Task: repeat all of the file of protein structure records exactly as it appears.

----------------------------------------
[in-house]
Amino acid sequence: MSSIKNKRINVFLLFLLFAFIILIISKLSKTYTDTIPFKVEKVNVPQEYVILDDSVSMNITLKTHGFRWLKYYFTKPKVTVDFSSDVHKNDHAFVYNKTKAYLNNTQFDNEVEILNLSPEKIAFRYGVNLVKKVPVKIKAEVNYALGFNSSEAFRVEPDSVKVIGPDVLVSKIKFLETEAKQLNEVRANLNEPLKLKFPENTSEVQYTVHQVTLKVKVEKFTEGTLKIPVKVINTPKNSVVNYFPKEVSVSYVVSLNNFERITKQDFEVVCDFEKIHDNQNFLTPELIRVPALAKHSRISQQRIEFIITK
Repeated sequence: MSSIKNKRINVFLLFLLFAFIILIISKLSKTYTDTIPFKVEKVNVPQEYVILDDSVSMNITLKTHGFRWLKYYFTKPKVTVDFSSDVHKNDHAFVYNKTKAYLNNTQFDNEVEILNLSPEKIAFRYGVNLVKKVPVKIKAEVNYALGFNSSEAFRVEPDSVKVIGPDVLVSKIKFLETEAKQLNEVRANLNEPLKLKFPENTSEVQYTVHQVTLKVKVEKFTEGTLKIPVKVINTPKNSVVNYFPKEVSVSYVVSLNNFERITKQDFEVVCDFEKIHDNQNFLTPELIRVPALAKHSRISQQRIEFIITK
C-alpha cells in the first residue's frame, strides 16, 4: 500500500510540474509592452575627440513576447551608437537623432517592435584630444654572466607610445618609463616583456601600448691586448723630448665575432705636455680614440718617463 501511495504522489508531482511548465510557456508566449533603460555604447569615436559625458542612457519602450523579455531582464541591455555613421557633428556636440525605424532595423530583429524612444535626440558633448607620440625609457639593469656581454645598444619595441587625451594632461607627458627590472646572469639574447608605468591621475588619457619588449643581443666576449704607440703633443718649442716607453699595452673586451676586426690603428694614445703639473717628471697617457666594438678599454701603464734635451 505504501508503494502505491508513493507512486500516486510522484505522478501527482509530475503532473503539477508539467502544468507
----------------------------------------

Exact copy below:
[in-house]
Amino acid sequence: MSSIKNKRINVFLLFLLFAFIILIISKLSKTYTDTIPFKVEKVNVPQEYVILDDSVSMNITLKTHGFRWLKYYFTKPKVTVDFSSDVHKNDHAFVYNKTKAYLNNTQFDNEVEILNLSPEKIAFRYGVNLVKKVPVKIKAEVNYALGFNSSEAFRVEPDSVKVIGPDVLVSKIKFLETEAKQLNEVRANLNEPLKLKFPENTSEVQYTVHQVTLKVKVEKFTEGTLKIPVKVINTPKNSVVNYFPKEVSVSYVVSLNNFERITKQDFEVVCDFEKIHDNQNFLTPELIRVPALAKHSRISQQRIEFIITK
Repeated sequence: MSSIKNKRINVFLLFLLFAFIILIISKLSKTYTDTIPFKVEKVNVPQEYVILDDSVSMNITLKTHGFRWLKYYFTKPKVTVDFSSDVHKNDHAFVYNKTKAYLNNTQFDNEVEILNLSPEKIAFRYGVNLVKKVPVKIKAEVNYALGFNSSEAFRVEPDSVKVIGPDVLVSKIKFLETEAKQLNEVRANLNEPLKLKFPENTSEVQYTVHQVTLKVKVEKFTEGTLKIPVKVINTPKNSVVNYFPKEVSVSYVVSLNNFERITKQDFEVVCDFEKIHDNQNFLTPELIRVPALAKHSRISQQRIEFIITK
C-alpha cells in the first residue's frame, strides 16, 4: 500500500510540474509592452575627440513576447551608437537623432517592435584630444654572466607610445618609463616583456601600448691586448723630448665575432705636455680614440718617463 501511495504522489508531482511548465510557456508566449533603460555604447569615436559625458542612457519602450523579455531582464541591455555613421557633428556636440525605424532595423530583429524612444535626440558633448607620440625609457639593469656581454645598444619595441587625451594632461607627458627590472646572469639574447608605468591621475588619457619588449643581443666576449704607440703633443718649442716607453699595452673586451676586426690603428694614445703639473717628471697617457666594438678599454701603464734635451 505504501508503494502505491508513493507512486500516486510522484505522478501527482509530475503532473503539477508539467502544468507